VELLORE CHRISTIAN MEDICAL COLLEGE FOUNDATION

VELLORE CMC FOUNDATION

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CMC Director Update on the Response to the COVID-19 Pandemic

Dear Friends,

We appreciate enormously the prayers, goodwill and support of all our friends. So many of you have sent in letters of encouragement, contributed financially, prayed for us continually, connected us with friends and well-wishers and also helped us in other ways. Many of you have made special contributions for the Kannigapuram Campus, for COVID patient care and other causes close to your hearts. Some people have requested for details of specific needs and an update on the COVID situation. This letter is to update everyone and also inform you about the specific needs.

Response to the COVID-19 Pandemic and current status

As soon as news of the novel coronavirus began to circulate in January 2020, CMC began to formulate a response through the institutional Hospital Infection Control Committee (HICC). By the time the global pandemic was declared on 11th March, CMC already had protocols and plans ready. We were one of the first private institutions in the country to be approved as a COVID-19 testing and treating centre. In March, the State and Local Government authorities approached CMC with the request to provide as many beds as possible for COVID treatment. Dedicated COVID ICUs and isolation wards were prepared and infrastructure changes implemented to enable our hospitals and campuses to cater to suspected COVID patients.

From June 2020, the number of Covid positive patients admitted to the hospital began to increase rapidly and many more beds were created or allocated to COVID needs. The need for a coordinated response at a large scale across the various campuses necessitated the creation of a COVID Command Centre (CCC). Three classrooms in the ASHA building were converted into the CCC. The CCC undertakes multiple roles such as policy making, contact tracing, data management, development of protocols, patient information services, training and deployment of faculty and staff for COVID, financial aspects of insurance, patient subsidy, bed management, staff wellness and encouragement and medical records. A core administrative team meets daily to sort out the various issues.

Testing facilities commenced in April 2020 and services have been ramped up to handle around 400 PCR tests daily. Results are available within 12 hours and the patients are contacted by phone and informed about the results and options of admission and treatment are communicated to them from the CCC. Over 25,000 tests have been performed in CMC so far. To meet the increasing demand for inpatient beds, bed capacity was gradually increased from 150 beds at the start of the pandemic to 910 beds presently, dedicated exclusively for COVID care.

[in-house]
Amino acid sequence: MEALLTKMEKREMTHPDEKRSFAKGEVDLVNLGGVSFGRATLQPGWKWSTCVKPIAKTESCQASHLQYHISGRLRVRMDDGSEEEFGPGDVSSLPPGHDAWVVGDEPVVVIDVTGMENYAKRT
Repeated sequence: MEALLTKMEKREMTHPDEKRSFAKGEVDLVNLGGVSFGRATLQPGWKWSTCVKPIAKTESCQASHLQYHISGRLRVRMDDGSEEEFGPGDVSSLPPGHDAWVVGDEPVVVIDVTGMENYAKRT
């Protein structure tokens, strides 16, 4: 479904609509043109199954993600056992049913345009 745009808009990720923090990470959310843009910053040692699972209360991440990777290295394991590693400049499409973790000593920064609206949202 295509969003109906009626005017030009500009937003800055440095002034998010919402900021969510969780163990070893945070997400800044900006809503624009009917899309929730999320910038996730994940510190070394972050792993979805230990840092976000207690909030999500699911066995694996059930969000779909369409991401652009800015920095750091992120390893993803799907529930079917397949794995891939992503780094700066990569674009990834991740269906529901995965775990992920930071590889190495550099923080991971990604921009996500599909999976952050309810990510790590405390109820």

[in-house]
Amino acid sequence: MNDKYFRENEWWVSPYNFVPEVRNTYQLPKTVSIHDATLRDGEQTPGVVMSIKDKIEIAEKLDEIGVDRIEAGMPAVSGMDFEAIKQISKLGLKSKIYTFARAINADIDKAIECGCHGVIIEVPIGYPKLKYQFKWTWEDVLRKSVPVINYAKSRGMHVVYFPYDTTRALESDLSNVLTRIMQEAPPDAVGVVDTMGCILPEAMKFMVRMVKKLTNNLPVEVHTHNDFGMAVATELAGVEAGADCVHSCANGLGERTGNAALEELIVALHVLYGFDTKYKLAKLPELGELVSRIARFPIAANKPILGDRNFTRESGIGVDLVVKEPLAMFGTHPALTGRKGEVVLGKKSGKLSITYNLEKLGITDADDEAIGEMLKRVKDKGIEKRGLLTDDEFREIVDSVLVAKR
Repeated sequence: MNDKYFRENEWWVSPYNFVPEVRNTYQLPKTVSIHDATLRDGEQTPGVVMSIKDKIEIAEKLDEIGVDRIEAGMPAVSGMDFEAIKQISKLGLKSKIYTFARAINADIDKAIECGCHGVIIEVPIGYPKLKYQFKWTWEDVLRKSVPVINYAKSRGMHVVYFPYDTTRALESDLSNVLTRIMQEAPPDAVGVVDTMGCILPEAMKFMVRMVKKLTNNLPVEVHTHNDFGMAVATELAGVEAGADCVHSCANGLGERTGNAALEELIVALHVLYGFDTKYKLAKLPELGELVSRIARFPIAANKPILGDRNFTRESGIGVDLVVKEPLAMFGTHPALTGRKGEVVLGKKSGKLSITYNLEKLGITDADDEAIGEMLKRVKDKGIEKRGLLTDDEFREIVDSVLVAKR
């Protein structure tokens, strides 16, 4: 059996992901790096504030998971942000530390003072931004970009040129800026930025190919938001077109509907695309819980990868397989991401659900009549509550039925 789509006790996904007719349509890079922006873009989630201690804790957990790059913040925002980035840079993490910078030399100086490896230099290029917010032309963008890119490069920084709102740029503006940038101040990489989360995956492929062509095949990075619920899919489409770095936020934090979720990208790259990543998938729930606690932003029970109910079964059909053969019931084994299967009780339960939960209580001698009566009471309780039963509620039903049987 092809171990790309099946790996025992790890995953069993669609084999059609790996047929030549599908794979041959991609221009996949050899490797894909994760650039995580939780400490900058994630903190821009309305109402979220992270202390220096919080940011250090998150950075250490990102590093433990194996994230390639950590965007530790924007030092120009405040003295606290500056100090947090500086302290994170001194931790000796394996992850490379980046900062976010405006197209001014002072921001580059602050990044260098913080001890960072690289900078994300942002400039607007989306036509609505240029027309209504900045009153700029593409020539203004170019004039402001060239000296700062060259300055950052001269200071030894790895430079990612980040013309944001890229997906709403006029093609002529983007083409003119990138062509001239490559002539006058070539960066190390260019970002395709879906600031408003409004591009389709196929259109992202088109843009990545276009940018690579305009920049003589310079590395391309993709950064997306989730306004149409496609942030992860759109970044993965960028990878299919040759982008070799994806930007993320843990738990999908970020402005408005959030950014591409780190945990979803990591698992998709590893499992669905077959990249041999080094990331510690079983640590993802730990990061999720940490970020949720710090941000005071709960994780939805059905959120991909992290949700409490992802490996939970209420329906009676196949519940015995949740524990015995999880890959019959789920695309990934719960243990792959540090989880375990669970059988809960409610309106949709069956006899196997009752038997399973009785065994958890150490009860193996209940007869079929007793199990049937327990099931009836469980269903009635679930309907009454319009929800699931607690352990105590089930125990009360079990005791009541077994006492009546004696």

The current breakup of the beds is:

  • 830 Level 1 and 2 beds for isolation and care of patients who have tested positive for COVID-19, and have mild to moderate symptoms. The occupancy rate is 85%.
  • 80 ICU beds exclusively for critically ill COVID-19 patients (of which 65 have ventilators).

So far, we have admitted more than 8,000 patients with COVID infection and over 85% have recovered and been discharged home. With the pandemic raging on, large numbers of patients come to our Emergency Department every day. Even with 80 ICU beds, we sometimes have had to turn away very sick patients requiring ICU beds. Some have been as young as 21 years of age. It has been very heart-breaking for our team members to refuse patients, especially when we know that many of them have a good chance of survival if only we were able to find resources to admit them.

In Chittoor, to cater to the needs of the district, the outpatient space was increased to enhance social distancing, two full ward cubicles were converted into COVID-19 admission wards, two theatres have been converted into negative pressure theatres and non-invasive ventilation is being regularly provided for patients who require therapy for COVID. So far 250 patients have been admitted for level 2 and 3 care for COVID at Chittoor. A large number, in excess of 600 patients, have been home quarantined or treated for mild illness at home. Regular care has shown a paradoxical increase in patients to all-time-high levels with outpatients sometimes in excess of 800 patients a day and inpatients in excess of 950 patients per month.